No teacher will give you great grades like this: "You story was boring, you didn't follow the assignment, but that brown tint is so beautiful I'll give you a B+"

You'll never get anywhere when you keep micromanaging the final stage before you set step 1, 2 and 3 first.
If your short is great, but lacks colorgrade you'll accomplish more than vice versa.
You can always grade it after the deadline to make it look even better.
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Old 03-20-2017, 11:58 AM   #13
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What do you mean saving 1-200 dollars? Are you saying that I am wasting my money on school and that I won't learn anything beneficial?
If you continue to act like this, yes, you're wasting your money. No question. You're in a "Can't see the forest for the trees" mode. While you continue to be like that, you're wasting your money at that film school.

Quote:
So far I have been using RGB curves to grade as well as the three way color corrector, and the hue wheel.

But haven't quite gotten brown yet. I thought I could get a brown tint, minus the clothes. But I can try to get it as good as I can and go from there.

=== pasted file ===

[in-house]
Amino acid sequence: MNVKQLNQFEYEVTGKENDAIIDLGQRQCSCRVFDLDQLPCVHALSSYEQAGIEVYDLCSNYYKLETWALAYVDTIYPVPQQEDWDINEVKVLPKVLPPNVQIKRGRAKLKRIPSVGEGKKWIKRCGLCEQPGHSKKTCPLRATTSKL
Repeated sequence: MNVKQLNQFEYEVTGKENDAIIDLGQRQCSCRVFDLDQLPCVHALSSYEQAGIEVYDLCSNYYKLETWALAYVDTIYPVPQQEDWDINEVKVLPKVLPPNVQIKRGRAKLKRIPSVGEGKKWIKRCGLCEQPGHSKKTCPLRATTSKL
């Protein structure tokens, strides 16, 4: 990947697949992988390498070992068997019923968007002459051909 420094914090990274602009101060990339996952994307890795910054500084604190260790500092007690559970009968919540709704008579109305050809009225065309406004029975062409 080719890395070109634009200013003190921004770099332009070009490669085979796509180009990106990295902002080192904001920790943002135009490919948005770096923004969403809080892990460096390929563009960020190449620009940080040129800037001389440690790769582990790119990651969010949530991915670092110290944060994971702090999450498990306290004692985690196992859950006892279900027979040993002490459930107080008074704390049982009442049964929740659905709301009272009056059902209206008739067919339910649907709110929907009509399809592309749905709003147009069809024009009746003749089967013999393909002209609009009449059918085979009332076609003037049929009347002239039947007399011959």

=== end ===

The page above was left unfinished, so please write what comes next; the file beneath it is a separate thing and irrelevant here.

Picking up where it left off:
Yep. I understood your initial description (for once) and could (generally) tell what you were doing. It's beyond not only your ability but your comprehension. You didn't understand the basics a year or two ago, and you still don't get it.

There's nothing wrong with not being able to do a task. There are many tasks I am incapable of doing. There are also many tasks that I can do that others can do better. For instance, I had to color grade a TV show a couple of weeks back. Not only am I weaker than most professional colorists at the task, it needed to be completed in record time. About 90 minutes.

You need to accept you're incapable of doing this on your own and you need get other people help complete this task for you. If you don't learn this simple skill, you have ZERO chance to become a director.
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Old 03-20-2017, 01:06 PM   #14
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You keep asking if you are wasting money in film school. YES. But film school is not a waste of money, YOU are the one deciding to waste it.

If all you wanted to do was ask us the same ole questions and create roadblocks for yourself why did you go? That is rhetorical.

Why are you in school if you refuse to utilize the tools? And yes the study body and teachers are tools are your disposal! This does not need a reply. In fact you should log out and heed this advice, rent a camera and edit bay, shoot, talk to people, network, ask these questions to students, get it done!
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Old 03-20-2017, 01:35 PM   #15
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[ psycic mode]

Okay, thanks, but will I look professional if I have to ask this to other students?

[ /psycic mode]

Last edited by WalterB; 03-20-2017 at 03:31 PM.